>Date: Mon, 13 Jul 1998 11:31:51 -0800
>From: Doyle Saylor <djsaylor at ix.netcom.com>
>Alec Ramsdell wrote July 13 1998:
>By saying "addicts can easily qualify . . ." I had in mind dual
>diagnosis. When I was at the treatment center I talked to others who
>had received disability through being additionally diagnosed with
>deppression by a psychiatrist. I saw a psychiatrist too and discovered
>it's not too difficult to be diagnosed with depression, you just don't
>even have to really ask nicely with some doctors, just as many doctors
>are pretty generous with doling out opiate pain-killers.
>Is the dual-diagnosis qualification true?
>A doctor knowing someone is an alchoholic would assume a late stage
>alchoholic is depressed because that is a standard effect of alchohol
>a mood depressor. The doc would hardly need to think about that one.
>That would be a medical cinch. It is not that simple in reality. I
>have a friend in Social Security benefits review process. They have
>docs for some addict to see. The doctor is paid for, and it is hard
>penniless addicts to have an alternative to the Social Security Doc.
>The Doc is biased to the Social Security system views. You might be an
>addict, but can you work? What is medical about such a diagnostic
>technique. But that is Doc-work nevertheless. And if you can work,
>then no you can't have the benefits. The process takes a long time.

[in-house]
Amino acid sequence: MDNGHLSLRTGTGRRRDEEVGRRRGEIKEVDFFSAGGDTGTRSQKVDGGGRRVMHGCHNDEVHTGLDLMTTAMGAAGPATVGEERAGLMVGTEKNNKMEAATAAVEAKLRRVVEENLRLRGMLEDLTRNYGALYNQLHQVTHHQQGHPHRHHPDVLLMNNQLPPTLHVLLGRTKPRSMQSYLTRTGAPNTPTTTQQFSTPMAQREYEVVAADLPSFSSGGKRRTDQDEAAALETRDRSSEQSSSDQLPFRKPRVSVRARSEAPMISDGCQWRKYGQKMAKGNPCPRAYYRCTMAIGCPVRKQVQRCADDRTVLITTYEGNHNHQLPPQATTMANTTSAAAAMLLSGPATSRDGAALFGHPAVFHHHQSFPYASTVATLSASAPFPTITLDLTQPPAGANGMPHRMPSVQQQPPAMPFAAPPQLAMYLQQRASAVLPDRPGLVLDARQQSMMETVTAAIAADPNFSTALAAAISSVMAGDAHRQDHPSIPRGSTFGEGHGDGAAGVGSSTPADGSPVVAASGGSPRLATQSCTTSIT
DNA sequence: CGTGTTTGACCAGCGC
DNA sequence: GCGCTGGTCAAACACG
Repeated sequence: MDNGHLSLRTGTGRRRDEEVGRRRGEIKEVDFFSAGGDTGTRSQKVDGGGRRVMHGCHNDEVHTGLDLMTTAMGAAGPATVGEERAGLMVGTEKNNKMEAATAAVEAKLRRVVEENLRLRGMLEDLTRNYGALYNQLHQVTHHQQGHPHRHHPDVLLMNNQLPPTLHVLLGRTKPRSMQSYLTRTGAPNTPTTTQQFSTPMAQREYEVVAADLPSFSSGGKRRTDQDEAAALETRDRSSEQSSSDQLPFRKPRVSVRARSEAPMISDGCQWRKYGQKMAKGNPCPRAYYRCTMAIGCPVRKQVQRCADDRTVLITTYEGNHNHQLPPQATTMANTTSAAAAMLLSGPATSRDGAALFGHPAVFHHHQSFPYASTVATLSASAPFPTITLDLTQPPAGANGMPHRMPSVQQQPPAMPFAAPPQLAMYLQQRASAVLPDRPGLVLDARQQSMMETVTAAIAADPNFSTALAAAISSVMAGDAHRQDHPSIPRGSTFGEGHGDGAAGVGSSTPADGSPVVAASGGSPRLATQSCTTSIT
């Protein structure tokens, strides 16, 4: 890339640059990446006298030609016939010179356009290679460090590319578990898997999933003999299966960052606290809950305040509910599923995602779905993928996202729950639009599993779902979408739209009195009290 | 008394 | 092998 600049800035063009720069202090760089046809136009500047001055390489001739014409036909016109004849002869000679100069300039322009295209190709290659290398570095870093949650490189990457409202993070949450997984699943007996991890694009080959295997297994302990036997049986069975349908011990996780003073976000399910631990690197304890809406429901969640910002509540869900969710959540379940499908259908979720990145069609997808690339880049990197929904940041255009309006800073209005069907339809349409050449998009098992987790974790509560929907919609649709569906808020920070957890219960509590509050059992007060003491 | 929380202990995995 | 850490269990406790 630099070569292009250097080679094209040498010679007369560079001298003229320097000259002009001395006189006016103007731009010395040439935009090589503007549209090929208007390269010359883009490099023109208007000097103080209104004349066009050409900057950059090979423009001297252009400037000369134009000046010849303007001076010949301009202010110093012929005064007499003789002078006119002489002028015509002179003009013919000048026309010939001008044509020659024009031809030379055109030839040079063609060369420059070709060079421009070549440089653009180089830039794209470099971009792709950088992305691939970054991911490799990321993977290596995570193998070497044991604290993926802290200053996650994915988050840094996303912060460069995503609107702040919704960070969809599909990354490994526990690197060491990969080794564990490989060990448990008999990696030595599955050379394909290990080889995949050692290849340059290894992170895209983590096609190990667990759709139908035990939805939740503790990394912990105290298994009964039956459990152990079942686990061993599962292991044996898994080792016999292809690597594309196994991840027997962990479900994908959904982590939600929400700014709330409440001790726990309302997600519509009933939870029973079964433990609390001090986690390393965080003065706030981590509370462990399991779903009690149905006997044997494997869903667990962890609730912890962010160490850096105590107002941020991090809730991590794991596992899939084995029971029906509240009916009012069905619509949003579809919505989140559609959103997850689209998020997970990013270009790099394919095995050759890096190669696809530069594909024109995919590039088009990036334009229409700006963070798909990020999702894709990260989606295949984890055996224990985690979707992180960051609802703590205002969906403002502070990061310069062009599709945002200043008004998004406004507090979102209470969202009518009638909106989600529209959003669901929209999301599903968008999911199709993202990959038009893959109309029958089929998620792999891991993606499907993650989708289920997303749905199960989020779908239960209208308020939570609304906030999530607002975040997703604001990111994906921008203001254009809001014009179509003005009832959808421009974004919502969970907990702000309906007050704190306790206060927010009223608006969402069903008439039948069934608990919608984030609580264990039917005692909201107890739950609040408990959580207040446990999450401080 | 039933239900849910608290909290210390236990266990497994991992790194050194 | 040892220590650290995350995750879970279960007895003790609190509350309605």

>you fail to hang in there because you live on the streets, and get
>confused in the day to day, not just the month by month slow drip drip
>of Social Security, then off you go from the process to start again, or
>perhaps through an appeal stay stationary for months.
>My wife does peer counseling. She sees people in crisis. Again
>depression. Getting treatment for depression is very problematic. You
>need insurance to get the better kind. Suppose you threaten suicide.
>The system is designed to immediately alert the cops. Your treatment
>to be depressed and go to jail for a day, or go to county lockup in the
>psych ward. Then 72 hours later with some strong tranqs back on the
>street. That person is very clearly depressed. Not an addict, but
>can't get any kind of aid. Nothing. Nothing. Nothing. Nothing.
>Nothing. And Nothing. Every day thousands of people in every damn
>major city in this country. Every layer of the process is about making
>it clear to you they can be as arbitrary as they want. If they make a
>mistake it is your fault. If you make a mistake, start all over again.
>The only point I'm trying to make is that in the U.S. by rejecting
>addiction as a qualification for Social Security benefits, the
>accompanying symptoms of addiction which result from long term physcial
>abuse do not necessarily qualify you for Social Security. There is a
>lengthy problematic process to run the gamut of. There is the fact
>depression or any other medical diagnosis does not by any means make
>itself into the right hands, or when in the hands of "qualified"
>evaluators get accurate judgements done. At best all that seems to
>happen is if the addict lives long enough, (more than a year really)
>they "may" find a way to qualify under other rules of eligibility.
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